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Jul 1, 2008

City resident evicted from land, house dismantled

Story PictureSince Monday night through to this morning, the dwelling of George Betson at mile two on the Northern Highway was dismantled at the instructions of Supreme Court Marshals and the Police Department. The removal of the house follows a Court of Appeals ruling made two weeks ago that Betson had no right to the land since he did not have a valid lease. Betson’s battle over the two hundred and fifty by one hundred foot piece of land dates back as far as 2001 when he lost his lease to Rupert Marin. Betson fought the cancellation and Supreme Court Justice, Lugole Awich initially ruled in his favour, but the Appeals Court overturned that ruling two weeks ago in Marin’s favour. Under his lease, Betson had access to the land for a maximum of twenty-five years, but was given three years within which to construct a permanent structure on it. Today he admitted that he did not adhere to that stipulation, nor did he obey the Court of Appeals order to vacate the premises.

George Betson, evicted from land
“I didn’t really did that but however, I fill, I had here filled. They fill on top of my fill to impress like I haven’t did anything. But this place was filled and they fill on top of what I already had here.”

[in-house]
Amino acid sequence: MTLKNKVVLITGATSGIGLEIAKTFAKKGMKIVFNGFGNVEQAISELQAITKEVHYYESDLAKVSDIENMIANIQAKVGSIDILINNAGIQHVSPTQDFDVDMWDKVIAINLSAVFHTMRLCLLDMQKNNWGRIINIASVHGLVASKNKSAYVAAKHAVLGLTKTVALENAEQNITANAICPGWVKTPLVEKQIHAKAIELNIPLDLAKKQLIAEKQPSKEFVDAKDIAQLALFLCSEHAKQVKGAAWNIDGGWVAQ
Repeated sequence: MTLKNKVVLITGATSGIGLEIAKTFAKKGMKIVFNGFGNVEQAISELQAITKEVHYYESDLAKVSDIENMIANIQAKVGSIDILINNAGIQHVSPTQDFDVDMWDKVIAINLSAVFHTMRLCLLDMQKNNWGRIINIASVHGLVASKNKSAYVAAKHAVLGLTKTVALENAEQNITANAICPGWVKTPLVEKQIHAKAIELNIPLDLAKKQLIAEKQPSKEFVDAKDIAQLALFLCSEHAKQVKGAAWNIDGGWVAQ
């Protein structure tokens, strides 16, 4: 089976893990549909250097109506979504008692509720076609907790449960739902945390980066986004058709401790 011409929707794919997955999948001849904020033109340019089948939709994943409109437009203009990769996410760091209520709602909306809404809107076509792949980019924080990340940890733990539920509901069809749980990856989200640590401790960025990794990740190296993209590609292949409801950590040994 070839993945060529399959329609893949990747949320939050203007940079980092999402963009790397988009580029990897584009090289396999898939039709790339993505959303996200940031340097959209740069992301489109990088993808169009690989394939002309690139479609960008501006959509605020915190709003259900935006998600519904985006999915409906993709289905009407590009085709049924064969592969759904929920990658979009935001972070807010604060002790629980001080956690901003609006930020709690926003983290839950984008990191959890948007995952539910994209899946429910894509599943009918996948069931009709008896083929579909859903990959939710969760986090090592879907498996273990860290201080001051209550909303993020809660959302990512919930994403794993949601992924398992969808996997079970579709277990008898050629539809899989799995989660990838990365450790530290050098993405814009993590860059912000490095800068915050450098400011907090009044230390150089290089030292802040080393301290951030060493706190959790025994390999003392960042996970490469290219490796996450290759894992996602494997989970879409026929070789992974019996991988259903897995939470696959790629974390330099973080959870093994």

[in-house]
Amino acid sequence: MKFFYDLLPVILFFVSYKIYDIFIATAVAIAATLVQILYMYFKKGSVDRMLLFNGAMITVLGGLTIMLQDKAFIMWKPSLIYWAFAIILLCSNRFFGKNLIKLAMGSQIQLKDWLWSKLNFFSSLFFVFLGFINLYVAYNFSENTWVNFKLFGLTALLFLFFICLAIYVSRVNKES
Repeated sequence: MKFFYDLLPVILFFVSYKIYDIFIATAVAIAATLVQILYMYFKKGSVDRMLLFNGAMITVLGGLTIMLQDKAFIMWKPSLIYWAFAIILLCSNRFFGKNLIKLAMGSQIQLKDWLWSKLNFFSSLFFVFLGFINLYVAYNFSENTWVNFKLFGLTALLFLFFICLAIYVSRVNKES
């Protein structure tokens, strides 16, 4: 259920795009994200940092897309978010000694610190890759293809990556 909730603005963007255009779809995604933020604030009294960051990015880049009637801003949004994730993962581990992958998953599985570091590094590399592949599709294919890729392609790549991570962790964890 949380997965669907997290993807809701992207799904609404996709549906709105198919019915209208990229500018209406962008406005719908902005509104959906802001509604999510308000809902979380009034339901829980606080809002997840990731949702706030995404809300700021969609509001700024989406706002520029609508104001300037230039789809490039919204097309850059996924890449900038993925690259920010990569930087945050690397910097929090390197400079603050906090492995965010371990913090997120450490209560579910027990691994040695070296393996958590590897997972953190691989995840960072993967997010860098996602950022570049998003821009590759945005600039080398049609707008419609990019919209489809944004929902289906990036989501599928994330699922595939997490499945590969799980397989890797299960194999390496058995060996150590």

Marion Ali
“I think the lease stipulates clearly that you should show some developmental work on the property.”

George Betson
“I did what I could have did and filling is very expensive.”

Marion Ali
“You never thought of approaching a bank and maybe …”

George Betson
“When I put the first five truck load a stuff right here the water just grazed over the top like that.”

Marion Ali
“I’m asking if you never …”

George Betson
“I never approached no banks.”

Betson said he was never aware of the Appeals Court decision and only received a formal eviction notice on Saturday when Court marshals delivered the document. He says he believes that because he has occupied the place since 1973, his rights have been denied. That claim is based on an agreement he had made with the Lands Department in 2000 to purchase the land and pay for it in installments. That arrangement, however, was cancelled two months later. And tonight Betson is looking for a place to sleep. His attorney, Hubert Elrington and Marin’s attorney, Magali Marin, were both unavailable for comment.

Viewers please note: This Internet newscast is a verbatim transcript of our evening television newscast. Where speakers use Kriol, we attempt to faithfully reproduce the quotes using a standard spelling system.

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